GD: We live in a time of rapid ecological changes. These changes matter because each species has a function — a role in a complex web of life. As biodiversity change progresses around the world, not only are we hearing different songs in forests, seeing different species on our walks, but the whole way in which ecosystems work is being altered. And changes in ecosystems bring along shifts in the services that they provide to human societies — clean air and water, soil to grow our food, tranquil places to ease our worries and more. Knowing how and why biodiversity varies over time and around the world can help us understand what these changes mean not just for the natural world, but for our world too.
EG: The Arctic is warming at a much faster rate than the global average, and this warming is triggering potentially huge landscape changes including widespread accelerated plant growth. While this sounds like a ‘good news story’, these changes have the potential to further alter the climate system even more as a greener Arctic will absorb more of the sun’s heat. I think the public should care about these processes because what happens in the Arctic does not necessarily stay in the Arctic, and also because the tundra ecosystem is really cool and misunderstood!
What do you get up to when you’re not in the lab or in the field?
IM-S: I play folk music. Out in the pubs of Edinburgh and up in the Arctic jamming with collaborators and friends. Once I told a newspaper reporter from the Daily News Miner in Fairbanks, Alaska that I played music because sometimes “biology is boring”. Of course that was the quote that made it into the newspaper article. Biology is NOT boring! And a surprising number of scientists have music as a hobby!
GD: I lead an initiative called Coding Club with the goal of helping people develop data science and quantitative skills. All of our tutorials are free on our website https://ourcodingclub.github.io and we recently started an online course. I like making macrames — knots with thin rope to create hanging baskets and other types of art or practical items. Gardening and growing food, for me, I feel is beyond a hobby, it’s a big part of who I am. Recently I’ve been enjoying making videos on both science topics like how the Arctic is changing with warming, but also about my garden. I have been fortunate to visit special places around the world like the Arctic and experience many fieldwork adventures, some of which I have shared on my website https://gndaskalova.com/blog/.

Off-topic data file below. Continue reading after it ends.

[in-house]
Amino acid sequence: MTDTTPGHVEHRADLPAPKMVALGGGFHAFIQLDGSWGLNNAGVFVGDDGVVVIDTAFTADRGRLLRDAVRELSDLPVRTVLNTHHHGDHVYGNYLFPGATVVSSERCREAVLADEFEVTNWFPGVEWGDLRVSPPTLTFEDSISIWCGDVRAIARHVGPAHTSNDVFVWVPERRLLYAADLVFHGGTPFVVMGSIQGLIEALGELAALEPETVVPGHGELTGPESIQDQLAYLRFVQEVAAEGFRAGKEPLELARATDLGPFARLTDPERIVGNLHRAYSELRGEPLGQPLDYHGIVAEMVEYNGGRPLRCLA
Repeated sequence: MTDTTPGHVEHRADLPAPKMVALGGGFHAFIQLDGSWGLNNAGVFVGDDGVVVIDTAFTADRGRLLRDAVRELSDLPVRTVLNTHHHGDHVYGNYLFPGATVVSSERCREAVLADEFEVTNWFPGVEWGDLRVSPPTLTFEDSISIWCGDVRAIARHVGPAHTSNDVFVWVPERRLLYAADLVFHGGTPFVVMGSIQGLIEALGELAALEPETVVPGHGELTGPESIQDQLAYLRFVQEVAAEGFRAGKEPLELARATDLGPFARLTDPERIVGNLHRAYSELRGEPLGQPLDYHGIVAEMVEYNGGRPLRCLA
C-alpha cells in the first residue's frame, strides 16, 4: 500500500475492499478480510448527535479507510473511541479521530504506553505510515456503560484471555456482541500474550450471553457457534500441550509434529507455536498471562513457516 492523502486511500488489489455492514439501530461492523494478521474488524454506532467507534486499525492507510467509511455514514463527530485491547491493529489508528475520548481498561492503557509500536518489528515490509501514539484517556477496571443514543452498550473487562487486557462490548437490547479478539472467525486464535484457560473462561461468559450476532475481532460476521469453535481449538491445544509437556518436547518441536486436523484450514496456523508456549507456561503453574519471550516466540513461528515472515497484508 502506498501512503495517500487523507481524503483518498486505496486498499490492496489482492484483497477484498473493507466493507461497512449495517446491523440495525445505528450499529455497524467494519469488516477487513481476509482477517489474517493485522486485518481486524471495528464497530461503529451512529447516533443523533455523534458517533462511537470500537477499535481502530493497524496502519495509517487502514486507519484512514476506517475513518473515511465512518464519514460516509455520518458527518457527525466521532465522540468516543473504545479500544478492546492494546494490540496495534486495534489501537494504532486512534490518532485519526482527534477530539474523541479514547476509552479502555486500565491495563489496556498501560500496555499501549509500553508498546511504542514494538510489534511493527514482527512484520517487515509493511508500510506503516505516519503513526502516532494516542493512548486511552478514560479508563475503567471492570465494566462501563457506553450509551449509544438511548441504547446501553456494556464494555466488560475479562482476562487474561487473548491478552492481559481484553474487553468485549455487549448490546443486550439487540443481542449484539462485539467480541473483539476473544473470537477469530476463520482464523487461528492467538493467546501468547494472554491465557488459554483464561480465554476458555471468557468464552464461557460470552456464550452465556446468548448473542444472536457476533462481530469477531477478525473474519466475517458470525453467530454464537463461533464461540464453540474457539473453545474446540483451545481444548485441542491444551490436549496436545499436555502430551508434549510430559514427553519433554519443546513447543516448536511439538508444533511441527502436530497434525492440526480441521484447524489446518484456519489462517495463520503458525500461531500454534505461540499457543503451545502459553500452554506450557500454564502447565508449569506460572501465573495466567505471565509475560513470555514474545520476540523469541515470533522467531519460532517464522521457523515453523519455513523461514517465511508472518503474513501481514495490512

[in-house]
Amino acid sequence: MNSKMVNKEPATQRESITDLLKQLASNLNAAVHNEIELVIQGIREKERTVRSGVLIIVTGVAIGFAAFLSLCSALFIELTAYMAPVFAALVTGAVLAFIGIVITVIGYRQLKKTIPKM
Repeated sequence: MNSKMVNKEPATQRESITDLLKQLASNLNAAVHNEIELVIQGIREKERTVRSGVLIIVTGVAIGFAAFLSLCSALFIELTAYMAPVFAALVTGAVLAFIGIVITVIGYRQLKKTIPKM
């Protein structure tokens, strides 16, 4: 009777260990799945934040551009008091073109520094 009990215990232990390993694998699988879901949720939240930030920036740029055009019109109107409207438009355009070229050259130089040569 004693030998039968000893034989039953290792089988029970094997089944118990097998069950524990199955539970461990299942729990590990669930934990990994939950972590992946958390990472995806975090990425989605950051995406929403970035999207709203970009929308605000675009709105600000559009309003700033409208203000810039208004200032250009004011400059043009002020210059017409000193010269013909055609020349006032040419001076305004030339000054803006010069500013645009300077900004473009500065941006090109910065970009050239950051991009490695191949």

EG: I love writing and performing stand up comedy! I’ve recently started performing ‘science comedy’ — stand up sets about my research. I believe that communication is a core skill for all scientists, and that where possible, scientists have a duty to disseminate their research to multiple audiences in order to educate, inform decision making, and inspire change — especially within fields as pressing and as pervasive as climate warming and global ecosystem change. As such, I dedicate time to pursuing different forms and media of outreach.
Finally, what does a perfect day off look like?
IM-S: For me, science is an integral part of my life. One type of ideal day is up in the Arctic doing fieldwork. Ideally, my day doesn’t start too early — I am not a morning person. During the day, I would be out on the tundra collecting new data while watching wildlife such as belugas swimming by. In the evening, we would relax by sharing a meal, playing some music and then maybe the day would end with watching a beautiful sunset-sunrise in the land of the midnight sun.
GD: Right now I am living in an old house with an overgrown garden in a small village, so my ideal day off would be a mix of gardening, planting new vegetable, fruit or decorative plants, fixing old things, going for a bike ride around the village and taking some photos of birds, plants and whatever else is around as the golden light of the late evening spills over the fields. Maybe with a nap in the sunshine sometime during the day and some time to write. There aren’t many people coming to villages these days, but it’d be nice if some of my friends or family come over on said ideal day off as well to share the garden harvests and chat as we go through garden tasks. On the flipside, an alternative ideal day off would be somewhere I haven’t been before, learning something new. So in sum, I like the two extremes of being right in, and right outside, of my comfort zone.
EG: Outside of lockdown? — A long rambling stroll to and from the beach, pub in the evening.
Quarantine day off? — A jog, followed by learning a new skill and baking cakes.
Team Shrub, welcome to Real Scientists!